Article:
|Dangerous Machine - Cappy Thompson, Dick Weiss, James Lobb|
Which leads to another project - organizing my photos so I can find old ones, because somewhere I have a picture of the north stained glass window. Can you tell I liked the dangerous machine? It enlarges a little bit if you click on it. And I still have to learn photoshop's tricks for getting rid of the reflected lights. The tips I've read are fairly tedious and time consuming. The best one is use a polarized filter when you take the picture - but that's not an option (to my knowledge) with my Powershot. I did play a little with the background.
I'm preparing to teach the capstone class for the public administration MPA this spring. It's the class where the students find organizations in the community who could use them on some sort of organizational/management analysis project that will allow them to apply the things they've learned in all their other classes.
I'm going through last year's blog posts to see if there is anything good enough to submit to the Alaska Press Club's contest. Last year's submissions got lost and they sent me my application fee back. I had good stuff in 2013 - I was still finishing up the redistricting board and I'd covered the Kulluk press conferences. 2014 doesn't have anything quite that substantial.
|from the book|
Today I was at the Citizens Climate Lobby meeting and we heard from Shell Oil's climate change advisor, David Hone, who called in from London. (Here's a link to his blog.) He basically said that Shell knows that climate change is an issue facing earth and is already factoring in a carbon fee into their financial planning. He said they know there will be action to limit carbon and they prefer a straightforward fee or a cap and trade (their preference) approach to regulation. These approaches, he claimed, would be equitable for all carbon producers. (I'm still thinking about that, since one of the maxims I've picked up in my life is that every change has winners and losers. Is his claim limited enough so that 'carbon producers' would be the 'losers' and the winners would be in other sectors? Still thinking that through.) I felt good because the momentum for a carbon fee has grown hugely since I joined CCL a few years ago and CCL has been a key player in changing the political climate for a carbon fee. One of the stats that I heard that struck me was that CCL local chapters now cover - and I can't find the exact number in my notes - 80 or 90 percent of congressional districts. That's a key number because the whole strategy of CCL is to have members of congress lobbied by their own constituents.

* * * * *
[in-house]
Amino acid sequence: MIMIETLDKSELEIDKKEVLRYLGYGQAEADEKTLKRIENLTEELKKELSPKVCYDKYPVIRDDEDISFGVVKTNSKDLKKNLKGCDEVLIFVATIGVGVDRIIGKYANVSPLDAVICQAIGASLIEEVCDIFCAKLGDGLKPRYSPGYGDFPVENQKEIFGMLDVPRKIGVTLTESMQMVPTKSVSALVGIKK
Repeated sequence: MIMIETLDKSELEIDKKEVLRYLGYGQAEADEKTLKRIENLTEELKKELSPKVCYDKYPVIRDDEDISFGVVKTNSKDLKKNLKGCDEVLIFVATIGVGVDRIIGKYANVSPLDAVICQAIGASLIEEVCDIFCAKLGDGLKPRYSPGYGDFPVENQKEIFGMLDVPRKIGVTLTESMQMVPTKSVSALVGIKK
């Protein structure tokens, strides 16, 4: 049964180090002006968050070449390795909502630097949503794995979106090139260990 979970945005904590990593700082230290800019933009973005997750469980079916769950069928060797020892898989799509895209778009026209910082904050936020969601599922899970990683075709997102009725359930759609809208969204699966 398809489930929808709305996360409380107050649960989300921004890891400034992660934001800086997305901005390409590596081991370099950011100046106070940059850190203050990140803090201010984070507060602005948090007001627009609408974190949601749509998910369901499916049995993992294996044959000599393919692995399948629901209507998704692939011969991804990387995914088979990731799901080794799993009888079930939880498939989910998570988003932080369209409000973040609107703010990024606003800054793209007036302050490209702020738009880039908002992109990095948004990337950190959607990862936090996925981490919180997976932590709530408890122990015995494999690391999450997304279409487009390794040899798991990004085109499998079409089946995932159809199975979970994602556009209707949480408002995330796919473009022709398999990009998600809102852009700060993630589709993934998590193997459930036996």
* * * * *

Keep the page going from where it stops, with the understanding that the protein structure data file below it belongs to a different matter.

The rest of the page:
There had been some protests, we were told on the conference call, to having the Shell guy there. But the response was that we have to be willing to talk to everyone as human to human if we're going to get things done. He's message, to a degree, overlaps ours. But I also blogged the Kulluk fiasco last year and I know that the Shell spokespersons told us as little as they thought they could get away with and in some cases outright lied - such as whether they left Dutch Harbor when they did to avoid paying a tax.
Then I caught a ride over to the library to pick up a book I had on hold (No Land's Man by Aasif Mandvi). Anchorage legislators were holding a community meeting in the Assembly chambers so I stuck my head in and listened to a teacher talk about the new teacher evaluation system ASD is using after opting out of No Child Left Behind. She was an award winning teacher who got very emotional as she explained that the new system made it impossible for a teacher to be rated highly. But she didn't go into enough detail for me, so I followed her out and asked her for more detail. I've got that on video and so that makes one more post in my line up of unfinished posts.
And then I enjoyed the warm (for Anchorage) 38˚F (according to a bank message board) sunny weather as I walked home.